The Civil War marked the high point of state interposition resistance to the Union or Confederate governments. Sounding the alarm interposition occurred wherever governors and legislators believed their national government had exceeded its powers, particularly with the use of martial law, suspension of the writ of habeas corpus, and wartime conscription. Moreover, Lincoln’s use of emancipation as a war measure was criticized in North and South as going beyond the effort to preserve the Union and instead converting the war into an abolitionist-inspired moral crusade to end slavery and expand Black rights. After the Civil War, opposition mounted in state legislatures in the North and South to the Thirteenth, Fourteenth, and Fifteenth Amendments, Reconstruction policies, racial equality, and enhanced national power. The slogan of states’ rights was adopted by those who denied the outcome of the Civil War and by advocates of white supremacy. By the end of Reconstruction, interposition essentially died out, tainted with the discredited notion of nullification, secession and the Civil War, and lay dormant before its reemergence in the twentieth century.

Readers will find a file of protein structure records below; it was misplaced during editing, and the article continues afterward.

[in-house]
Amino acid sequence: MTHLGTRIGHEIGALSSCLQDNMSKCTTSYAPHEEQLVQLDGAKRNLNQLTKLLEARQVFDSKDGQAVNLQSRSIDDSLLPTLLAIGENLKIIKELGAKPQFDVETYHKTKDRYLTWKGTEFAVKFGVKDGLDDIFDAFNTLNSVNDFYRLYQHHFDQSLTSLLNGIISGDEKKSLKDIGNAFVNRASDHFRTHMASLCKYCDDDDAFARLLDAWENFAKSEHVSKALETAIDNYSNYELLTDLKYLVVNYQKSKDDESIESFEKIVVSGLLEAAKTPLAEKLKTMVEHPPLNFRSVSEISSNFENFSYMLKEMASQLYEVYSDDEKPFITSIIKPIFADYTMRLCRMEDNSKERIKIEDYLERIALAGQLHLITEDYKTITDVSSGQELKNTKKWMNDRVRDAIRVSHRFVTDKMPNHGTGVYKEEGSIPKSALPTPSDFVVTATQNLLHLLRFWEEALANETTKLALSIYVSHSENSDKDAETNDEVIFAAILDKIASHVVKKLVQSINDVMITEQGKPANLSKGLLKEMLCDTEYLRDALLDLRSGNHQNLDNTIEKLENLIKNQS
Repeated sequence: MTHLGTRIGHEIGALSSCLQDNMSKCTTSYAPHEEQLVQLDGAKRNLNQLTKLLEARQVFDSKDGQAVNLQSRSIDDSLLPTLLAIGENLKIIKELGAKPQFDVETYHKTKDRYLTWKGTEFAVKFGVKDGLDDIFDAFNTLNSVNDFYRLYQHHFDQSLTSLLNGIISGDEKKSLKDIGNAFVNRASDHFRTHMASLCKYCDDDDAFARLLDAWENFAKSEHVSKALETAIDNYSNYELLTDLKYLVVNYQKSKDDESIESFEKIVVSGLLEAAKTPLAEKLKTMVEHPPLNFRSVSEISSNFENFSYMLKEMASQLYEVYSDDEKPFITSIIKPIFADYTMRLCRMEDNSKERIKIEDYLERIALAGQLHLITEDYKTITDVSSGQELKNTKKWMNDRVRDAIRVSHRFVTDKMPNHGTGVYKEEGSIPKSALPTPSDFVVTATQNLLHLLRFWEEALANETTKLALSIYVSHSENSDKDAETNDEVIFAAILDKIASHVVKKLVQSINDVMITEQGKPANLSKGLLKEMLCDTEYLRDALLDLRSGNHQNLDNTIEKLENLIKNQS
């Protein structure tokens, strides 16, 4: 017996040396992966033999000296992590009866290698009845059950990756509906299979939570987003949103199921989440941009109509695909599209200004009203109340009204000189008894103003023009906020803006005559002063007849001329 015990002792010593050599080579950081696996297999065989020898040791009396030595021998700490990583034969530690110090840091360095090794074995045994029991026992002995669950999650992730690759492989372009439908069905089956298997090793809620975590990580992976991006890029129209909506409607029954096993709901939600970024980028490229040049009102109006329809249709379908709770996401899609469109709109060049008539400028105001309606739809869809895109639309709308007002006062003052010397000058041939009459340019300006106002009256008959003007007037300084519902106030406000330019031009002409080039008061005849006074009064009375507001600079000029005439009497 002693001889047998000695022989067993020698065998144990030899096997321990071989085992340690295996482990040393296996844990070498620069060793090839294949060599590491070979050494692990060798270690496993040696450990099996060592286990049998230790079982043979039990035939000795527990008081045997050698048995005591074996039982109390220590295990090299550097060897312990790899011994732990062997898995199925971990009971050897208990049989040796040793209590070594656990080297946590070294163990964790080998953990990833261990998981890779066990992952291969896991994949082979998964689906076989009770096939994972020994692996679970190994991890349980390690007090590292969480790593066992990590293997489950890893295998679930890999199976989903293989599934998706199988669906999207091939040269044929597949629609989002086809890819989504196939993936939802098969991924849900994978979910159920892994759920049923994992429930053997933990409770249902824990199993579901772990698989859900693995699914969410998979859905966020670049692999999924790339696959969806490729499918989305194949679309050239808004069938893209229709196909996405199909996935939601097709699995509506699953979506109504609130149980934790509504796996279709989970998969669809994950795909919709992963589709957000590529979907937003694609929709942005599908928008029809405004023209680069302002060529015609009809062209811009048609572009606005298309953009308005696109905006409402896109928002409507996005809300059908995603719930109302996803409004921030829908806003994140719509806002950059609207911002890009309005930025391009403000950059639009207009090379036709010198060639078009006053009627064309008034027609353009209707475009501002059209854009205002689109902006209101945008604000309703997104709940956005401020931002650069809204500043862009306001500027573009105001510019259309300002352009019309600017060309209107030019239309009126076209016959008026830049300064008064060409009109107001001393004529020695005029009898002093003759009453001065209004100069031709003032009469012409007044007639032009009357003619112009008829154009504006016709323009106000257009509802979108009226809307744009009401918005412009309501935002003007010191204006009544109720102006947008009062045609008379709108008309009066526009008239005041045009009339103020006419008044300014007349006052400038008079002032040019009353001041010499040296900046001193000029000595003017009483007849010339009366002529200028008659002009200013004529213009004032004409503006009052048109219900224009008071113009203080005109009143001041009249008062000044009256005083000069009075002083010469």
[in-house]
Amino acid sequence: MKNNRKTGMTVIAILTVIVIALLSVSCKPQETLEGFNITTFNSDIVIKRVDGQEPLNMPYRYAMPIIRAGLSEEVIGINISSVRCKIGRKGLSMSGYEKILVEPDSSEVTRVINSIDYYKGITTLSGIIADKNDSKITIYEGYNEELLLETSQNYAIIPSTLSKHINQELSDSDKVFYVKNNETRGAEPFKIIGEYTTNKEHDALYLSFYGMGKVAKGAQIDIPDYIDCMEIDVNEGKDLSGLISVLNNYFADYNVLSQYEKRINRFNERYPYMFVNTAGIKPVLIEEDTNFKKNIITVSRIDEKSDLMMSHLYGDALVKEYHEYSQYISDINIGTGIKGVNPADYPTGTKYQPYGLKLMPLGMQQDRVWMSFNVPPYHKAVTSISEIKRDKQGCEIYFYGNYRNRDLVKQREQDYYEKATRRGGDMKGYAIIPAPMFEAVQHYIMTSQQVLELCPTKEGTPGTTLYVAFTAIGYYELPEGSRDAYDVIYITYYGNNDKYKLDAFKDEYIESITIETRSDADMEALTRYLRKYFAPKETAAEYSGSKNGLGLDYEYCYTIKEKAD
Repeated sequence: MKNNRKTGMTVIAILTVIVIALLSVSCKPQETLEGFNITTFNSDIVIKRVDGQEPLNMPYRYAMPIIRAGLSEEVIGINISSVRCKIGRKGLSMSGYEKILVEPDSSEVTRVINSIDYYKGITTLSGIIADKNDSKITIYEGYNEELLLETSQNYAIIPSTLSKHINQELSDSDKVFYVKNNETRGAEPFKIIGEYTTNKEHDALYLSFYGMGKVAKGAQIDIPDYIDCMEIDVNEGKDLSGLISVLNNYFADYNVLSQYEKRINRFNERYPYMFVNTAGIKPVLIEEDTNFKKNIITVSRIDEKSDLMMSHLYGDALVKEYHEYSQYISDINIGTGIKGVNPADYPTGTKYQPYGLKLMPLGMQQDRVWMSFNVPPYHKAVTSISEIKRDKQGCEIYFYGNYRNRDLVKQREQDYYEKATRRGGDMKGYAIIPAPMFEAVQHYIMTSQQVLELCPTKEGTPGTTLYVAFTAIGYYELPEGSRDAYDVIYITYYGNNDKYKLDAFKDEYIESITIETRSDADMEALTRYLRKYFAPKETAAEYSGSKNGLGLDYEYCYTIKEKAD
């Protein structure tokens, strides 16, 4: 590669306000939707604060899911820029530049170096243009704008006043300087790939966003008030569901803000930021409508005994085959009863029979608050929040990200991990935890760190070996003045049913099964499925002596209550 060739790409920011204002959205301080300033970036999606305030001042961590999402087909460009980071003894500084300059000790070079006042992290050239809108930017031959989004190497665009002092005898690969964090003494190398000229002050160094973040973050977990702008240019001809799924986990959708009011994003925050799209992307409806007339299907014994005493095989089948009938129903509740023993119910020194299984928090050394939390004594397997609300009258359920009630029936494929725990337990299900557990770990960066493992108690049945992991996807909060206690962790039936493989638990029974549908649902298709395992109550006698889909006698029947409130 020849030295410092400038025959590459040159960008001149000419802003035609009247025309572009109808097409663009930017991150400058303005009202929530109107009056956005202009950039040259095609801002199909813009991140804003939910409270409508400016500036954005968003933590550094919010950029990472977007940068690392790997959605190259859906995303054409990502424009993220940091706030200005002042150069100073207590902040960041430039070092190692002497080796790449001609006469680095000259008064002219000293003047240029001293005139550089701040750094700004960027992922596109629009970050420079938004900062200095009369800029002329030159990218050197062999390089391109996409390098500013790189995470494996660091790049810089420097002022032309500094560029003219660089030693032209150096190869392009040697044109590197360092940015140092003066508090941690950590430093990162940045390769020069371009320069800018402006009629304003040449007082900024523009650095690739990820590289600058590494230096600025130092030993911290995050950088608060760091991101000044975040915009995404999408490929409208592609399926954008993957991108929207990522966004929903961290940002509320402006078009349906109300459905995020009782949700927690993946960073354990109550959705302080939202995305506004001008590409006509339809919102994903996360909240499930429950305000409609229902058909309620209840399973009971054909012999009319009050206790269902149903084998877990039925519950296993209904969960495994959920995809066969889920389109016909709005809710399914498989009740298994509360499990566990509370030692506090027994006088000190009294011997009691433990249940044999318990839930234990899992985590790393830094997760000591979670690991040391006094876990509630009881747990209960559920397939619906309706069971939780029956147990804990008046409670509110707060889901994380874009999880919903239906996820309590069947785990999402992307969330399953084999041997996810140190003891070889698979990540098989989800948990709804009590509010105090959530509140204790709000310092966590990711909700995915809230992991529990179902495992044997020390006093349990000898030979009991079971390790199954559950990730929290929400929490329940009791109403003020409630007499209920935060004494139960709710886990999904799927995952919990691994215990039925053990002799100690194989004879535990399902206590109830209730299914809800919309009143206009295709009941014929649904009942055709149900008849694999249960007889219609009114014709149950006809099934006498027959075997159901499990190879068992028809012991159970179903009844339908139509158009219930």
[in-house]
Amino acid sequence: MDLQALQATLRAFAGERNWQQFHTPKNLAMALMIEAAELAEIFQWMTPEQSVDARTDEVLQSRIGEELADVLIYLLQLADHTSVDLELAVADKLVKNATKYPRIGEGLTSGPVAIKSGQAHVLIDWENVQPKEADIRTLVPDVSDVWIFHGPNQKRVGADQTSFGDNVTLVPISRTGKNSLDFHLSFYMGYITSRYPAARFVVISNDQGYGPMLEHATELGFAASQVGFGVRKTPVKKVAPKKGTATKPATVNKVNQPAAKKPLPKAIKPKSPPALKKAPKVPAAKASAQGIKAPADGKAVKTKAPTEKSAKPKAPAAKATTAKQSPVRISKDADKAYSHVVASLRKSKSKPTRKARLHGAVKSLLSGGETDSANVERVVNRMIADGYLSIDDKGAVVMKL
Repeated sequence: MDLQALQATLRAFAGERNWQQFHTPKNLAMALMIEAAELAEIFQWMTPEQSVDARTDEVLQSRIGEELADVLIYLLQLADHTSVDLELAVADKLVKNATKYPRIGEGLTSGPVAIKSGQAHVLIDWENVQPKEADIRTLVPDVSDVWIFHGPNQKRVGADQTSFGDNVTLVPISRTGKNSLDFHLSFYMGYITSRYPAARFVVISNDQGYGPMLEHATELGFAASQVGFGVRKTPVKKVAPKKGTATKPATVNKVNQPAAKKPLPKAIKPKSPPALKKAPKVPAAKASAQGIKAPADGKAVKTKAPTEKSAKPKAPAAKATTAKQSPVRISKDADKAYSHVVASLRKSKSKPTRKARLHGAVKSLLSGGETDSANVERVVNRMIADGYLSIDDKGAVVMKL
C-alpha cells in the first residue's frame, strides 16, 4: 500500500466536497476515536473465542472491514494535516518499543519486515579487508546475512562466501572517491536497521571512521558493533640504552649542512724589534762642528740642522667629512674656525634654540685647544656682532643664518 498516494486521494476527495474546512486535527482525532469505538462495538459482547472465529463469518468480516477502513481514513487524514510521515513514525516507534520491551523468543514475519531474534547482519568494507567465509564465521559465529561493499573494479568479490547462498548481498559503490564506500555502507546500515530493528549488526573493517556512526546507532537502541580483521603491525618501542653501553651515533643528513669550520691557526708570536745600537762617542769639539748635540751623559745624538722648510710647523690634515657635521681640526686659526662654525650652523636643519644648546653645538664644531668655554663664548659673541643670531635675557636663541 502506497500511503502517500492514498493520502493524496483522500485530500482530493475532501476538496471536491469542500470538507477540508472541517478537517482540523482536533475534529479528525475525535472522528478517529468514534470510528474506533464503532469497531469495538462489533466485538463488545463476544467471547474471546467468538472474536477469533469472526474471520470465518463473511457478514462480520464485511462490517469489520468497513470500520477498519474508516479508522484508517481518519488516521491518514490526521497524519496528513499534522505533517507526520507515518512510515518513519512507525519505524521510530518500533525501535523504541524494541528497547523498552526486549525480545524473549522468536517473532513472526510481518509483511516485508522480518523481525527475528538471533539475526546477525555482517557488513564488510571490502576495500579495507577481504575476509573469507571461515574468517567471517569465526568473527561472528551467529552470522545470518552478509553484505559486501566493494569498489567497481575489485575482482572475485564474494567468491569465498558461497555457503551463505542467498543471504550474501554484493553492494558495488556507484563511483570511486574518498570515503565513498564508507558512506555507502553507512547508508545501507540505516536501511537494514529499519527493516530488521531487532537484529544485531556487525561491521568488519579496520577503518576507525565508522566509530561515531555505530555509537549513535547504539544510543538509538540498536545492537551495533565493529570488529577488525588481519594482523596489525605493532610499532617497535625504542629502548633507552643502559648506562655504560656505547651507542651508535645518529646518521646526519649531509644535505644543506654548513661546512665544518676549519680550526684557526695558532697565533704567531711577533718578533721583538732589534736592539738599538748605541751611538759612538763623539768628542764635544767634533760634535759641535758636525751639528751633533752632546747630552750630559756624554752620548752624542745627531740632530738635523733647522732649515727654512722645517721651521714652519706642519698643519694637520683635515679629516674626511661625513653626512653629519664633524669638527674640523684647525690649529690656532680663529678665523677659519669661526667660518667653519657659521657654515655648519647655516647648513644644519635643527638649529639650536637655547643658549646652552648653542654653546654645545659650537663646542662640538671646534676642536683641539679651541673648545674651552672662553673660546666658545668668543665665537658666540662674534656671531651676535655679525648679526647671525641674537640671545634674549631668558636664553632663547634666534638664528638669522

A series of important lawsuits in the 1820s represented an increasingly stark division in American thinking about the role and authority of the Supreme Court in: Hunter v. Martin, Devise of Fairfax (1814), Martin v. Hunter’s Lessee (1816), McCulloch v. Maryland (1819), and Cohens v. Virginia (1821). That debate over federalism reflected fundamentally different views of the foundation and formation of the Constitution. For John Marshall and other nationally minded Americans, the Constitution had been established as the act of one national people, forming a national government with considerable powers. For states’ rights advocates, the Constitution was a compact of sovereign states, leaving state sovereignty largely intact except for limited and express grants of powers to the national government. Those competing views shaped how each side regarded the role and authority of the Supreme Court, and rhetoric became more extreme as nationalists feared disunion and states’ rights advocates feared the disintegration of state authority, including over slavery.